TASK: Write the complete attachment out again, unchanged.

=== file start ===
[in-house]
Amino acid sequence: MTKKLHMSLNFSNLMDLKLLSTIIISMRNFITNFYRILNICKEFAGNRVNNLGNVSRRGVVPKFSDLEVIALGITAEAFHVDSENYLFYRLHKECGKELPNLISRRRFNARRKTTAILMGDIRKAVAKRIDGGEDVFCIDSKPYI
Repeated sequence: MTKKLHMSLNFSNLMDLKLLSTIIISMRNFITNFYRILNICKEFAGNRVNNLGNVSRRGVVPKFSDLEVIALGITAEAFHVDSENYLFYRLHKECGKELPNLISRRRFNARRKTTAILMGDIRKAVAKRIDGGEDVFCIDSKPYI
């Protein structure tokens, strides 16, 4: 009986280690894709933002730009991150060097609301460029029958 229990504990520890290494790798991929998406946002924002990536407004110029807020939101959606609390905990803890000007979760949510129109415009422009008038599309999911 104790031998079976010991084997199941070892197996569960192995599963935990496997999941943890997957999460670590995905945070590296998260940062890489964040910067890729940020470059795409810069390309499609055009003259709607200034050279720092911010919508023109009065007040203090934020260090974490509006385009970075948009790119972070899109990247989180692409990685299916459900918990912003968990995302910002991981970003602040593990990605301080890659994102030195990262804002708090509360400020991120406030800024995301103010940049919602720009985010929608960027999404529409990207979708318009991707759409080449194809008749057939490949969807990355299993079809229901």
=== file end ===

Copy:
[in-house]
Amino acid sequence: MTKKLHMSLNFSNLMDLKLLSTIIISMRNFITNFYRILNICKEFAGNRVNNLGNVSRRGVVPKFSDLEVIALGITAEAFHVDSENYLFYRLHKECGKELPNLISRRRFNARRKTTAILMGDIRKAVAKRIDGGEDVFCIDSKPYI
Repeated sequence: MTKKLHMSLNFSNLMDLKLLSTIIISMRNFITNFYRILNICKEFAGNRVNNLGNVSRRGVVPKFSDLEVIALGITAEAFHVDSENYLFYRLHKECGKELPNLISRRRFNARRKTTAILMGDIRKAVAKRIDGGEDVFCIDSKPYI
């Protein structure tokens, strides 16, 4: 009986280690894709933002730009991150060097609301460029029958 229990504990520890290494790798991929998406946002924002990536407004110029807020939101959606609390905990803890000007979760949510129109415009422009008038599309999911 104790031998079976010991084997199941070892197996569960192995599963935990496997999941943890997957999460670590995905945070590296998260940062890489964040910067890729940020470059795409810069390309499609055009003259709607200034050279720092911010919508023109009065007040203090934020260090974490509006385009970075948009790119972070899109990247989180692409990685299916459900918990912003968990995302910002991981970003602040593990990605301080890659994102030195990262804002708090509360400020991120406030800024995301103010940049919602720009985010929608960027999404529409990207979708318009991707759409080449194809008749057939490949969807990355299993079809229901």